Certainly, I’m not a TDD advocate, influencing you to cover 80% of the application, services and view models with unit tests. I know it’s hard, time-consuming, and sometimes not worth the effort – but a modern software engineer should use unit tests, and simple android-free classes are perfect candidates to start learning.
Fake it ‘till you make it
What can we do to reduce interruptions and spend more time “in the zone”?
I really like the “Fake it till you make it” phrase, as it also refers to software.
Poor John Doe is working on app onboarding and has to uninstall the app after each use. But can he save more time? Who decides if onboarding should show?
We can hack into these methods for development purposes.
Temporarily hardcode long tester account credentials
It’s not over – you can temporarily hardcode long tester account credentials into a form, return fake responses from the server, start our activity on app launch with a prefilled necessary input.
That’s one of the reasons lazy folk are often good engineers – if a task requires too much manual work (clicking a phone is obviously manual labour) – automate it or look for shortcuts.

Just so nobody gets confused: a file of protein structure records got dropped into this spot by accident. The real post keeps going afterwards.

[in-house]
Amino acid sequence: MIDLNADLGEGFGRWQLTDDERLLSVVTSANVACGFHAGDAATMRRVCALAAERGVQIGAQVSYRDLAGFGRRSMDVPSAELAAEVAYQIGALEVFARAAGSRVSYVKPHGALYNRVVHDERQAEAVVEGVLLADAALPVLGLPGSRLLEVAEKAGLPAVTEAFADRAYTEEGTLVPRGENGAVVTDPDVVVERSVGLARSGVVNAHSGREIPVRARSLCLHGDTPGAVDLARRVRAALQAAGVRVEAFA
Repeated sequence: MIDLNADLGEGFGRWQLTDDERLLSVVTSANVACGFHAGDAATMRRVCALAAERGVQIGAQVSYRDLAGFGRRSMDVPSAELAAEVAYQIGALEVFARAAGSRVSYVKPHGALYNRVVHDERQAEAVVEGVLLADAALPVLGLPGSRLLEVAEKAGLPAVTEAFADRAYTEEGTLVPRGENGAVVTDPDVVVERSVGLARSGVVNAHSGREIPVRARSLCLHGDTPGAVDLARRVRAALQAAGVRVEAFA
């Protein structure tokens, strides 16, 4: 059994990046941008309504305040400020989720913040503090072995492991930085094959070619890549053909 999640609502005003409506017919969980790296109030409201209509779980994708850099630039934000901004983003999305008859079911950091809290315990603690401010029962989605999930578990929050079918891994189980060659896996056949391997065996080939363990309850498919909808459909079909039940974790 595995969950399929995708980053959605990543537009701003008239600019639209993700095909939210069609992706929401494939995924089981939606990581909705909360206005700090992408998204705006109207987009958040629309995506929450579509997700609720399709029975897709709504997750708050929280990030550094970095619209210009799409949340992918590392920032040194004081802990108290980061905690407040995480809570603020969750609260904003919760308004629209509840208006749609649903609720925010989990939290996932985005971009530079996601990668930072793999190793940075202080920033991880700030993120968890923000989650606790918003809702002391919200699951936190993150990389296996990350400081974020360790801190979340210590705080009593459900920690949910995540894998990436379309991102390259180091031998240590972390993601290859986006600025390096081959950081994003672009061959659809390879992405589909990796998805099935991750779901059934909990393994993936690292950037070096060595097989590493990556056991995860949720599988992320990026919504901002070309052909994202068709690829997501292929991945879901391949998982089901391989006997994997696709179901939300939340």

Remember – if you make similar shortcuts or hacks during development, always mark it with TODO and review carefully before committing it to the source repository. Always make self-code-review ahead of clicking the ‘big red’ push button. It’s also very good practice to request code reviews from your peers. In fact, you can implement it as a healthy habit.
And of course, once you’re satisfied with your result, spend some time testing outside your ‘safe experiment’ environment!
Because you wouldn’t want to deliver an application with isUserPremium = true hardcoded to-store, right?
Long build time and inefficient workflow certainly make developers busy and exhausted.
Know your tools, test in isolation in the early phase of development and introduce unit testing for android-free code. And finally – don’t forget to test on live data.